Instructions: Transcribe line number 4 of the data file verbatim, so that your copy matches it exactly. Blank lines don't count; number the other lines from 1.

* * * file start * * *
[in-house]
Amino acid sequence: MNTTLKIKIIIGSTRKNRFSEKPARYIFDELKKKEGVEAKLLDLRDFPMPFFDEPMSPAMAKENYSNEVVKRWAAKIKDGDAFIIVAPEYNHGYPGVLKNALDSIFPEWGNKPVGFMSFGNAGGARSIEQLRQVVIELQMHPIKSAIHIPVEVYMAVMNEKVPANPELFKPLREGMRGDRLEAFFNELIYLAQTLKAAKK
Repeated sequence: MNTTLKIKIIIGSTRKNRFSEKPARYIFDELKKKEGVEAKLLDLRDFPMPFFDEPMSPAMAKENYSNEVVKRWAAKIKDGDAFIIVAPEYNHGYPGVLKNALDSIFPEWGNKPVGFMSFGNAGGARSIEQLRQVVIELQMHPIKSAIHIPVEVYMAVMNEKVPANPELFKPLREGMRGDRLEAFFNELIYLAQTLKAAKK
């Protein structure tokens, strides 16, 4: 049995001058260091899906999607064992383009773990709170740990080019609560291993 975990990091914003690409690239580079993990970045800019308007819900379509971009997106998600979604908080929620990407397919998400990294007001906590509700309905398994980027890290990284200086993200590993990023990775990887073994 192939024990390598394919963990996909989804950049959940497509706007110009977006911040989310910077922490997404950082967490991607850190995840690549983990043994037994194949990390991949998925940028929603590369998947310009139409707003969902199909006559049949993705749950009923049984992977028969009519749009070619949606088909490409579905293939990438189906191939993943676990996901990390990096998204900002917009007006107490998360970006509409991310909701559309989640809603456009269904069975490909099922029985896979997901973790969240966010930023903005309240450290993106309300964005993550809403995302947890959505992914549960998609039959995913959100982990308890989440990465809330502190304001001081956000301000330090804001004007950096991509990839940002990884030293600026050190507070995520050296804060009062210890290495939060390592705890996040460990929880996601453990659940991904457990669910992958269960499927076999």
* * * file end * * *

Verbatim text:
């Protein structure tokens, strides 16, 4: 049995001058260091899906999607064992383009773990709170740990080019609560291993 975990990091914003690409690239580079993990970045800019308007819900379509971009997106998600979604908080929620990407397919998400990294007001906590509700309905398994980027890290990284200086993200590993990023990775990887073994 192939024990390598394919963990996909989804950049959940497509706007110009977006911040989310910077922490997404950082967490991607850190995840690549983990043994037994194949990390991949998925940028929603590369998947310009139409707003969902199909006559049949993705749950009923049984992977028969009519749009070619949606088909490409579905293939990438189906191939993943676990996901990390990096998204900002917009007006107490998360970006509409991310909701559309989640809603456009269904069975490909099922029985896979997901973790969240966010930023903005309240450290993106309300964005993550809403995302947890959505992914549960998609039959995913959100982990308890989440990465809330502190304001001081956000301000330090804001004007950096991509990839940002990884030293600026050190507070995520050296804060009062210890290495939060390592705890996040460990929880996601453990659940991904457990669910992958269960499927076999």